Oh what a night! June 11, 2015 found me in far southeastern Colorado chasing storms. We chased this beast for a long ways and while it never did drop a tornado, it did give us some nice looks.
This image is taken after dark and those clouds are being lit up the intra-cloud lightning. It was an absolute non-stop light show.
If you look close, you can see a small town almost directly under the stormcell. It dropped baseball size hail and the straight-line winds downed powerlines.
Going back into the archives for this one to June 2012. On a tornado chase near Simla, Colorado. The chase did yield one funnel cloud directly overhead and then a very rain-wrapped, obscured twister on the ground. Unfortunately, we were too far away to get ourselves in position to get a good look at the tornado. This was taken not long after when we stopped to watch the impressive thunderstorm as it wound down and obscured the setting sun.
Work and life’s commitments don’t allow me to storm chase near as often as I would like. However, every now and then, I get lucky and Mother Nature brings a storm right to me. Such was the case this past Friday as I went for a photo drive after work.
A nice little thunderstorm popped up and while the storm itself wasn’t anything extraordinary, it did make for a very pretty scene. This same storm cell would go on to intensify and drop hail up to an inch in diameter only about 10 miles from where this picture was taken.
On my recent trip to the northern Rockies, our first overnight stop was in northern Wyoming in the town of Kaycee. Soon after arriving as sunset grew close, thunderstorms started to build just to our east. This particular cell was quite beautiful as it was lit by the direct sunlight to the west and the shades or orange of the soon-to-come sunset. For a time it was severe warned as it was dropping golf ball sized hail – thankfully not until it was past us.
I have said it repeatedly and I will say it again: the plains of Colorado may be relatively flat but I will put the sights found there up against those of the higher terrain of the state any day of the week. This past Friday evening was another perfect example.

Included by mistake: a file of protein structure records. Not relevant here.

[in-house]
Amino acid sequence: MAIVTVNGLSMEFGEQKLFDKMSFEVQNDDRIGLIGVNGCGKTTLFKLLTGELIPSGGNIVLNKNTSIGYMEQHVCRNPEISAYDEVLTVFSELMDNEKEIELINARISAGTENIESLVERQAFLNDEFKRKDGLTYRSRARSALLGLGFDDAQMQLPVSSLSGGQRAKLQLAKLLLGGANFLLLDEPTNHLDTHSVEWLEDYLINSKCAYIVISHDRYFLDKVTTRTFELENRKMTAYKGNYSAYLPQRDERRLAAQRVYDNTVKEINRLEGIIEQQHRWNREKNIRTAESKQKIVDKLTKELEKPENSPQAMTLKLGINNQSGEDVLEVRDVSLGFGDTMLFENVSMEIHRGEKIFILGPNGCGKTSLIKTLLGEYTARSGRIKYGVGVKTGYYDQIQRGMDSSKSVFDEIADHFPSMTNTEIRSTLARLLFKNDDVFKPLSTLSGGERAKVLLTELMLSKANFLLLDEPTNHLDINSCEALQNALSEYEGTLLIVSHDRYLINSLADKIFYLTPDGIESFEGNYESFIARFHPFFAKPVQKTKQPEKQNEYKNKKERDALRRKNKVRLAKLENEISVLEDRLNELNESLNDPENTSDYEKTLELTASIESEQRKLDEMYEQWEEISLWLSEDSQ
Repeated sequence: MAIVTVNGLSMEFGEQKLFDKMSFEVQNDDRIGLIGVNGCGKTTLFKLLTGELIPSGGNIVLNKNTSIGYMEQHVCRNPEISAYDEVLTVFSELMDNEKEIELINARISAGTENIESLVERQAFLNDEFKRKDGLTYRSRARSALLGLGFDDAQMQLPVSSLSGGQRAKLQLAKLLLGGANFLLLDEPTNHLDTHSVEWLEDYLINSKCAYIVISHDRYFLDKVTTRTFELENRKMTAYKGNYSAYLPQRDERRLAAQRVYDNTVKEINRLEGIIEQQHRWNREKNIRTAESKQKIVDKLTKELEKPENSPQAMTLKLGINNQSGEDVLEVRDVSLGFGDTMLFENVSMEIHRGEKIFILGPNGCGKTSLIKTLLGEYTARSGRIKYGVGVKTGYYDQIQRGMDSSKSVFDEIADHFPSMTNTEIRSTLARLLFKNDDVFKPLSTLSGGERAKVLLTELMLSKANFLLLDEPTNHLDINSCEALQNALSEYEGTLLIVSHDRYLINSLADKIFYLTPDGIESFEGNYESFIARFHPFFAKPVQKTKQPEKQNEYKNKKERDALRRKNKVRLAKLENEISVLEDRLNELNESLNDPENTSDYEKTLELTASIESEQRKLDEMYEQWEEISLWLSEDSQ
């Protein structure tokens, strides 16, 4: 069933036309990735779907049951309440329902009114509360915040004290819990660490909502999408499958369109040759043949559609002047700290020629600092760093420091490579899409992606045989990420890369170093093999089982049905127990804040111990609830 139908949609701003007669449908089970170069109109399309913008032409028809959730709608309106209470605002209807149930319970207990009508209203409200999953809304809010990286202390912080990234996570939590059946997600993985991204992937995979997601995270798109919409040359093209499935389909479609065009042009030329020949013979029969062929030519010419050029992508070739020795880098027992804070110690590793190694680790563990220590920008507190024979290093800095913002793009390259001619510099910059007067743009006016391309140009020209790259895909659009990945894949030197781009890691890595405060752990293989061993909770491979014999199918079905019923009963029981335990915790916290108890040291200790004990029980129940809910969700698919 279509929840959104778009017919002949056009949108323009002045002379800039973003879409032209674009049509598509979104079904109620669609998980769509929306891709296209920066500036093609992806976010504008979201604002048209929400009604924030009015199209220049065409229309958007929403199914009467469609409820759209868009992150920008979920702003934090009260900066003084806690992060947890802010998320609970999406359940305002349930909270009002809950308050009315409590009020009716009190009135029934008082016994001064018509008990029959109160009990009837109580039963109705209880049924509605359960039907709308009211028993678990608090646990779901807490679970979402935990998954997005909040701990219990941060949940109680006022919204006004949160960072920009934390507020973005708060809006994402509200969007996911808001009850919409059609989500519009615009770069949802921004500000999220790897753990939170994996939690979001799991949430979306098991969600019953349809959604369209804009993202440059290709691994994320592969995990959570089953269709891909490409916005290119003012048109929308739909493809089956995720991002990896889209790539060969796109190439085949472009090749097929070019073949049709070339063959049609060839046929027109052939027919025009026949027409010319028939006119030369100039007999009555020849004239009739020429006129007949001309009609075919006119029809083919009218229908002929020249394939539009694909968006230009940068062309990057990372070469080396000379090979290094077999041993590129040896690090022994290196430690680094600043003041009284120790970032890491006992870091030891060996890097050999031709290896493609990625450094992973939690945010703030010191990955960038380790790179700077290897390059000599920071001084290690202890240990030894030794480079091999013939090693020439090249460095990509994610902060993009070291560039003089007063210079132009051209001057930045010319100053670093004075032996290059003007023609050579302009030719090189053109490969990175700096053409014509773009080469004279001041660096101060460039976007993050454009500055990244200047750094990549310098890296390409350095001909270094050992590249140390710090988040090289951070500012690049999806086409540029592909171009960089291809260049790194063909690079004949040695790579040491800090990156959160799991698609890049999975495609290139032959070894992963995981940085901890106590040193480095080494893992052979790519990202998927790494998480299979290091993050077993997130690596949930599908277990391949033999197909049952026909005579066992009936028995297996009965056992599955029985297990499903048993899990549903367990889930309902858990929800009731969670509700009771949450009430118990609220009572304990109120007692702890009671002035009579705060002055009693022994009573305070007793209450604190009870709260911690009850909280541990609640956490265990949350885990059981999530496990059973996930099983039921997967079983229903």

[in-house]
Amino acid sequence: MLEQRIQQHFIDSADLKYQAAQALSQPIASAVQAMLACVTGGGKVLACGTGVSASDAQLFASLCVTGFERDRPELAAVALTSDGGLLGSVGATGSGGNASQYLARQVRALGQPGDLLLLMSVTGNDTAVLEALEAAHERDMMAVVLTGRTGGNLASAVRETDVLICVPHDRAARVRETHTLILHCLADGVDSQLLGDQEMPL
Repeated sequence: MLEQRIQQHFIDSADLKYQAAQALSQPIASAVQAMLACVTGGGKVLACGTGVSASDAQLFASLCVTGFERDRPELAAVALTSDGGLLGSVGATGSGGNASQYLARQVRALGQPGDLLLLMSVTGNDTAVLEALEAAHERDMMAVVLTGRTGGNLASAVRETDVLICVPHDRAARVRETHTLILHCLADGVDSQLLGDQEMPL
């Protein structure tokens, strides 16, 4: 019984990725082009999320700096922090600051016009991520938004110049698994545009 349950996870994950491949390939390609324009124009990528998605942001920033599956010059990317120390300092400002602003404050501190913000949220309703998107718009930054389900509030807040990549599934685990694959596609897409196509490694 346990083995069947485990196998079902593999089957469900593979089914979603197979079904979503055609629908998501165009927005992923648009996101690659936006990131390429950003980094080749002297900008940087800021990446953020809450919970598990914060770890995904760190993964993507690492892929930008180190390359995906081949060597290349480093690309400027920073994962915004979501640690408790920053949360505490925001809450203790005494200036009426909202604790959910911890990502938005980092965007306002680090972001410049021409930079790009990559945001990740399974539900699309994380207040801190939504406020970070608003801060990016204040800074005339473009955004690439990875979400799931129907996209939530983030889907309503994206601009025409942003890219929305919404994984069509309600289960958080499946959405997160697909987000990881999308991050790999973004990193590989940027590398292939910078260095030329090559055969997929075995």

Thunderstorms passed nearby where we were camping and once past, the scene that unfolded was nothing short of extraordinary. Beautiful blue skies above with dramatic storm clouds below were punctuated by one of the brightest rainbows I have ever seen in my life. The multi-colored stream was not very tall but it was very wide and very bright.
My pictures of it truly don’t do it justice – it was nothing short of extraordinary.
New Mexico is not a state that normally comes to mind when you think of spring severe weather. However, thunderstorms rolling across the high desert of the eastern part of the state can be quite impressive. With warm, moist air from the south clashing with cold air from the north, storms in the area are capable of generating large amounts of hail and become very electrified.
Such was the case with this storm in June 2015 near Tucumcari. With a surprisingly green desert below and a supercell thunderstorm above, the scene was dramatic. The heavy rain and hail at the storm’s core are seen in the distance while a bolt of lightning pops from the storm’s leading edge. As my son and I watched this storm, we could not help but be awed at the power and the beauty.
This beast of a storm had some incredibly cool clouds on its underside. The hail roar as it passed by was absolutely amazing and went on for 20 minutes straight.
Hail roar is oftentimes mistaken for thunder but is in fact the rumbling sound of hailstones cycling up and down within the storms structure and smashing into each other. It usually sounds like a low rumble, generally constant in tone and volume.
Seeing a storm like this is cool; hearing it adds to the excitement and drama.
Whether they spawn a tornado or not, the clouds of a supercell thunderstorm are a thing of beauty to me. The overall structure can be extraordinary and its scale immense or, as in this picture, one part of it can show the drama on a finer level.
Here, a lowering in the storm’s structure draws your eye as it passes over a field. It is an intense scene, one which can’t help but make you wonder if a twister isn’t to follow soon (unfortunately it did not). Image taken near Lamar, Colorado on June 11, 2015.
Scud clouds from a severe thunderstorm in New Mexico loom ominously over a road in the high desert. Most folks wouldn’t think of the Land of Enchantment as a place to go to view severe weather. However the state does see impressive thunderstorms and the unique landscape provides for some very picturesque scenes.
We caught up to this storm not long after it dropped copious amounts of hail on Interstate 25. As it moved into less well-traveled areas, it became quite electrified and ominous.
Severe thunderstorms can be intimidating enough during broad daylight. Let the sun set and the 75mph winds, tennis ball size hail, and tornado warnings can be downright scary for those in the storm’s path.
Normally you wouldn’t see much of the storm – or perhaps a brief glimpse. However in this case, the lightning was letting loose with multiple flashes per second. Enough in fact that in a 3 second exposure, virtually the entire structure of this massive supercell thunderstorm is seen.
Watching it was like staring at a strobe light and some of my fellow storm chasers even remarked that it made them feel disoriented. Notice how the storm absolutely dwarfs the grain elevator below. Taken near Springfield, Colorado on June 11, 2015.